37. 37. Core Customer World View The representation of the core customer (and those that the core customer identifies intimately with, like one's immediate family, or one's company or department, if one is a leader of an organization or a team). The core customer is perpetually drawn toward one’s deepest aspiration and motivations. The highest good that one imagines to be reasonably possible for oneself. The aspirational target. The Target is the goal, the ultimate destination, the target that is perpetually driving the Core Customer toward the Target. Aspirational Target World View is what frames and surrounds the individual's vision of target. One's world view is a kind of strategy map for navigating toward one’s target. Like target, world view is also shaped by one's cultural programming. However, it is more varied and complex than the target, because it is also guided by one's direct experiences and one's learnings via education and the media.
  38. 38. Core Customer World View The representation of the core customer (and those that the core customer identifies intimately with, like one's immediate family, or one's company or department, if one is a leader of an organization or a team). The core customer is perpetually drawn toward one’s deepest aspiration and motivations. The highest good that one imagines to be reasonably possible for oneself. The aspirational target. The Target is the goal, the ultimate destination, the target that is perpetually driving the Core Customer toward the Target. Aspirational Target World View is what frames and surrounds the individual's vision of target. One's world view is a kind of strategy map for navigating toward one’s target. Like target, world view is also shaped by one's cultural programming. However, it is more varied and complex than the target, because it is also guided by one's direct experiences and one's learnings via education and the media. "I (Core Customer) choose brands that share my world view and are most likely to advance me toward my aspirational target."
  39. 39. Core Customer Processes Purposes World View Precept The representation of the core customer (and those that the core customer identifies intimately with, like one's immediate family, or one's company or department, if one is a leader of an organization or a team). The core customer is perpetually drawn toward one’s deepest aspiration and motivations. The highest good that one imagines to be reasonably possible for oneself. The aspirational target. The Target is the goal, the ultimate destination, the target that is perpetually driving the Core Customer toward the Target. Aspirational Target World View is what frames and surrounds the individual's vision of target. One's world view is a kind of strategy map for navigating toward one’s target. Like target, world view is also shaped by one's cultural programming. However, it is more varied and complex than the target, because it is also guided by one's direct experiences and one's learnings via education and the media. The actions we want the customer to take and the act of buying the products we wish them to buy The NEEDS and WANTS that propel our customers to our processes. A vacuum-like void that seeks to be filled What our customer believes to be true about the world. Precepts create the Purposes that drive our Processes. Precepts arise out of the Target and World View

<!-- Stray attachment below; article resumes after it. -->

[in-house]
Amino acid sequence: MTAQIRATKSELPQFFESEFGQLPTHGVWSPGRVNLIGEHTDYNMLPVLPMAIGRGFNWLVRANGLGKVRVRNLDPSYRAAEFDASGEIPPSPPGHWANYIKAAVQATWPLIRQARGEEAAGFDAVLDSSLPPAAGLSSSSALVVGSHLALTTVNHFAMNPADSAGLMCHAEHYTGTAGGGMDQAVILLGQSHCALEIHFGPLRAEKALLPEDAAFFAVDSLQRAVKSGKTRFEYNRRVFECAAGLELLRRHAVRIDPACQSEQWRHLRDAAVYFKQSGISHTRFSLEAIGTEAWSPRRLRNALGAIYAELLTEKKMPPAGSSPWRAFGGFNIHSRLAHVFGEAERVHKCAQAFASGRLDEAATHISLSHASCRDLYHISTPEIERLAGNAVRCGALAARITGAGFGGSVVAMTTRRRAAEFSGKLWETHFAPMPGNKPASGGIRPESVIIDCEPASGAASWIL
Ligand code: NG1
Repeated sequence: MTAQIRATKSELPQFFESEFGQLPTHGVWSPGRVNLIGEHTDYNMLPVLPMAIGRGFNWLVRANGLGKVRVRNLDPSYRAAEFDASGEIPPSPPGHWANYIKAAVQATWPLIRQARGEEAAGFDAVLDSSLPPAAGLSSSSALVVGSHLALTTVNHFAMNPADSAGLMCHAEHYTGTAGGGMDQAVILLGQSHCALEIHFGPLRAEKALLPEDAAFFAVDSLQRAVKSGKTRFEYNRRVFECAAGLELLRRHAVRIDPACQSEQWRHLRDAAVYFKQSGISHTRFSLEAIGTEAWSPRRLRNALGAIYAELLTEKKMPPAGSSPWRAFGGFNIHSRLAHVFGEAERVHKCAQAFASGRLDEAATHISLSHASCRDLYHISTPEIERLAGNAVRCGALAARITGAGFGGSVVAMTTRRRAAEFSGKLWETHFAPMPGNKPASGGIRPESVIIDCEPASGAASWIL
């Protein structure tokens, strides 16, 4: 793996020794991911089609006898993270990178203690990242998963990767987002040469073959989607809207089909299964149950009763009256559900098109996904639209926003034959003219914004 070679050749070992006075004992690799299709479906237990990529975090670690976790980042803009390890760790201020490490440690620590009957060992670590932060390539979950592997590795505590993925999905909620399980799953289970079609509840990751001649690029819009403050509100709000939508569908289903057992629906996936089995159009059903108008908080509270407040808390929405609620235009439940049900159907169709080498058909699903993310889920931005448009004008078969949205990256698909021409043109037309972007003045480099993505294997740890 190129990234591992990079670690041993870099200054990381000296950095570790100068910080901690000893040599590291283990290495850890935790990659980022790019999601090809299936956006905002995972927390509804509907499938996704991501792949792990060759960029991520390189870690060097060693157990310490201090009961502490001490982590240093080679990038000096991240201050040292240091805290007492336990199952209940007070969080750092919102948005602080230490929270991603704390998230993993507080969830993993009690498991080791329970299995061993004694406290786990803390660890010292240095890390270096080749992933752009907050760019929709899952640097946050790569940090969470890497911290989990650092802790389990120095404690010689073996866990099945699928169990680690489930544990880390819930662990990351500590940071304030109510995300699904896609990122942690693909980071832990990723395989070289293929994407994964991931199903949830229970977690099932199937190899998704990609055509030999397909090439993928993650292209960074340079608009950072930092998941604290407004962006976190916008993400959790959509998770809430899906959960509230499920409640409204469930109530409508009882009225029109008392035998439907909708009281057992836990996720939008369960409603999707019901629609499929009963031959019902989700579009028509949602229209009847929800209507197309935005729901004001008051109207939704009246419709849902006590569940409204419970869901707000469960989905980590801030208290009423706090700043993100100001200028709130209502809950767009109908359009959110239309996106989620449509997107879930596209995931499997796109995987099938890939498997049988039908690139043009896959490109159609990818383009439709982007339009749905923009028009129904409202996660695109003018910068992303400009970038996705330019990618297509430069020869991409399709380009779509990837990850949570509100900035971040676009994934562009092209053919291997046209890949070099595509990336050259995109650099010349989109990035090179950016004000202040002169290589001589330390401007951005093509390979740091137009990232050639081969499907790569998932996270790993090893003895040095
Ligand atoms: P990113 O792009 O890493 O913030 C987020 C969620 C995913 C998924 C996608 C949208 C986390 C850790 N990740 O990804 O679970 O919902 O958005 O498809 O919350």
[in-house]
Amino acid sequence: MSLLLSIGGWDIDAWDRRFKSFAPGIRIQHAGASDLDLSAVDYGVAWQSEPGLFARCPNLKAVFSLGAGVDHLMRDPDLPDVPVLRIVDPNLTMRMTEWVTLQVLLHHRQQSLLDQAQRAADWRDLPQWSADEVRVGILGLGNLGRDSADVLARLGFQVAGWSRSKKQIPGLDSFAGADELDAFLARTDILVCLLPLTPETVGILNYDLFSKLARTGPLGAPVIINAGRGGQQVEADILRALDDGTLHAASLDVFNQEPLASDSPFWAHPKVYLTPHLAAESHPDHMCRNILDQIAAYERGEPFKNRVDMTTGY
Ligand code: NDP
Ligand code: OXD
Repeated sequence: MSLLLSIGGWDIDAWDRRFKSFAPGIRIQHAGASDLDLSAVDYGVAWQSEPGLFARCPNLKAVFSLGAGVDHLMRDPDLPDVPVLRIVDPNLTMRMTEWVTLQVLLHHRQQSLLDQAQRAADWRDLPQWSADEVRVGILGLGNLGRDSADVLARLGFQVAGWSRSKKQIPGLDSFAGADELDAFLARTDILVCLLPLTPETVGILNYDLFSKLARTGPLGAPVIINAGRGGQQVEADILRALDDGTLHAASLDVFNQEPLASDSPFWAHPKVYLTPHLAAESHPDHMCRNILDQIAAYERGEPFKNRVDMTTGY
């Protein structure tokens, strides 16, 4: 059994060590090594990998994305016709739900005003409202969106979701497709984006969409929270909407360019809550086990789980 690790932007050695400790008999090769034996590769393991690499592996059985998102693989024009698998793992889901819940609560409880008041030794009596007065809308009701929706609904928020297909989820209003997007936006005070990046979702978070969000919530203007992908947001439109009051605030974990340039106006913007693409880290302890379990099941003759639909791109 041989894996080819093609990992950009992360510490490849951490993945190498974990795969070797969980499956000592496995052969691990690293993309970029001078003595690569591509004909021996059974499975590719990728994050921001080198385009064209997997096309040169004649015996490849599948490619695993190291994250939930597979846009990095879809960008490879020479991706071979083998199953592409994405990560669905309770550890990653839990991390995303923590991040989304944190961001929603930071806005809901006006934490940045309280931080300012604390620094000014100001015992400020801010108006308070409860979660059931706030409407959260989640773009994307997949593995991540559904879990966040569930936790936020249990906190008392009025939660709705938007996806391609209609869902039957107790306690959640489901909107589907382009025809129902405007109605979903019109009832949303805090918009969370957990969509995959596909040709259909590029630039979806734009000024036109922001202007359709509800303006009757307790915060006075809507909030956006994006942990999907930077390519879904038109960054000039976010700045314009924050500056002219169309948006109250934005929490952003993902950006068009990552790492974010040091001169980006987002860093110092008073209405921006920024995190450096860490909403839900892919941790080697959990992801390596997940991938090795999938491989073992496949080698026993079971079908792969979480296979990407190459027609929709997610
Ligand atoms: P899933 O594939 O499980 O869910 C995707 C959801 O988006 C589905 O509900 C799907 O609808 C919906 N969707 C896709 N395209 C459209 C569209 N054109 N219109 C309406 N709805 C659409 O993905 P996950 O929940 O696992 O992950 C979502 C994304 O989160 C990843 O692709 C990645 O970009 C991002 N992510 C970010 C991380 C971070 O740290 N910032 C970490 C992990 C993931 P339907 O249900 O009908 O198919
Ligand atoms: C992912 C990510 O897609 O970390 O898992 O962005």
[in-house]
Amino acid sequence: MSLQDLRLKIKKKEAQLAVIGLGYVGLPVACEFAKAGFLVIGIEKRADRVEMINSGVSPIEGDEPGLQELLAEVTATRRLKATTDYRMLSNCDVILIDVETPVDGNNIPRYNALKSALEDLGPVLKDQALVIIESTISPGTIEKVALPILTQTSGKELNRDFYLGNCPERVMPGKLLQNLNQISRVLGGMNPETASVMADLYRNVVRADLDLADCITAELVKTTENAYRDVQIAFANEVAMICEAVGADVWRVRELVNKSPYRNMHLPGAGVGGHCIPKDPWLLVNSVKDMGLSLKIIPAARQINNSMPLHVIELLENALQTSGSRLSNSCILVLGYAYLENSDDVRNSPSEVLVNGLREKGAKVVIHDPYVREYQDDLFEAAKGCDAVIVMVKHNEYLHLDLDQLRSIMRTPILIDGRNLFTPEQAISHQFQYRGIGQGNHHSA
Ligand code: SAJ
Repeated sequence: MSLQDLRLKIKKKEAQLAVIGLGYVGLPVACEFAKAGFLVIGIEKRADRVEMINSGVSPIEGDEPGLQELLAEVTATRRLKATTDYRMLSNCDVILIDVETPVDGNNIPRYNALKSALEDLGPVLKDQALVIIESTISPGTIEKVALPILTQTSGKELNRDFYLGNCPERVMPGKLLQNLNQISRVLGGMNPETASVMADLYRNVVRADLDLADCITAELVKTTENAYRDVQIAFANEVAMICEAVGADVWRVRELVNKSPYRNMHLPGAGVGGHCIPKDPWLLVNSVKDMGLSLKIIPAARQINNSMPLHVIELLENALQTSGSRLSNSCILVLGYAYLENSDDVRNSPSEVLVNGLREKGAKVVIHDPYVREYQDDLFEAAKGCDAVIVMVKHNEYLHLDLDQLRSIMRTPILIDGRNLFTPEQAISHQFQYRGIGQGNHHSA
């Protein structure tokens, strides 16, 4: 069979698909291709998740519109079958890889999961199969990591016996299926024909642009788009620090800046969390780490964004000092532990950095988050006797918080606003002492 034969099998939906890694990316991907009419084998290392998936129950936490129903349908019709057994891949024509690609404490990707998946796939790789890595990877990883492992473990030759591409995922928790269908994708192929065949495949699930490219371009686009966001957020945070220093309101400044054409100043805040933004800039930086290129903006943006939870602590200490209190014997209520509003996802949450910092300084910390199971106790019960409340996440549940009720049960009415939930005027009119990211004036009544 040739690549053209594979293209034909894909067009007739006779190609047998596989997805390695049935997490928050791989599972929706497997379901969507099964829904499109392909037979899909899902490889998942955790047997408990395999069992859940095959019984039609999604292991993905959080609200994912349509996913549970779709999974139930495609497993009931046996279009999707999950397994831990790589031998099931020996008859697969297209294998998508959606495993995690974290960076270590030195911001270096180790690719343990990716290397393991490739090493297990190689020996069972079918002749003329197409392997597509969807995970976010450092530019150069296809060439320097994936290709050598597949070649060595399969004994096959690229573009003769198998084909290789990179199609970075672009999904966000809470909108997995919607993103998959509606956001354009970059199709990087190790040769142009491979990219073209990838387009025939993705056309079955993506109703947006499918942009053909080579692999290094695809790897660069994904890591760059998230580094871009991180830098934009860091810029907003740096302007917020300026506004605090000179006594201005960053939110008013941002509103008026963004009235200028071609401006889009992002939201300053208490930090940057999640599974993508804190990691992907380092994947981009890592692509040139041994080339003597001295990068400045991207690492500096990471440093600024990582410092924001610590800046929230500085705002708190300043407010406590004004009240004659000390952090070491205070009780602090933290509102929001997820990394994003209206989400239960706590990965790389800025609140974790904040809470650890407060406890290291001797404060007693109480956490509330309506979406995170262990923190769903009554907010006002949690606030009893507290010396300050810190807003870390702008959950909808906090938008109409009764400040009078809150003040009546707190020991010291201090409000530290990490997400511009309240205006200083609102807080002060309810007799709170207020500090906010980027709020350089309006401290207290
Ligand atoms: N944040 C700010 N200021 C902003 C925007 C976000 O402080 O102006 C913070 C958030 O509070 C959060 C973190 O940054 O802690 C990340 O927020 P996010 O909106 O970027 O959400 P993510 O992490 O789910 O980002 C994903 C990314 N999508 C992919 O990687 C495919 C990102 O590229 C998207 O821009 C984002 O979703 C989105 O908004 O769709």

40. 40. Brands are built around precepts • Marketing arguments are built around purposes • Brand gives your marketing strategy permission to be important
  41. 41. ® B E Y O N D T H E O R Y www.stealingshare.com ! Stealing Share, Inc Suite 816, 301 S Elm Street, Greensboro, NC 27401 • 336.389.9315 733 3rd Avenue, 15th Floor • New York, NY 10017 • 866-725-1080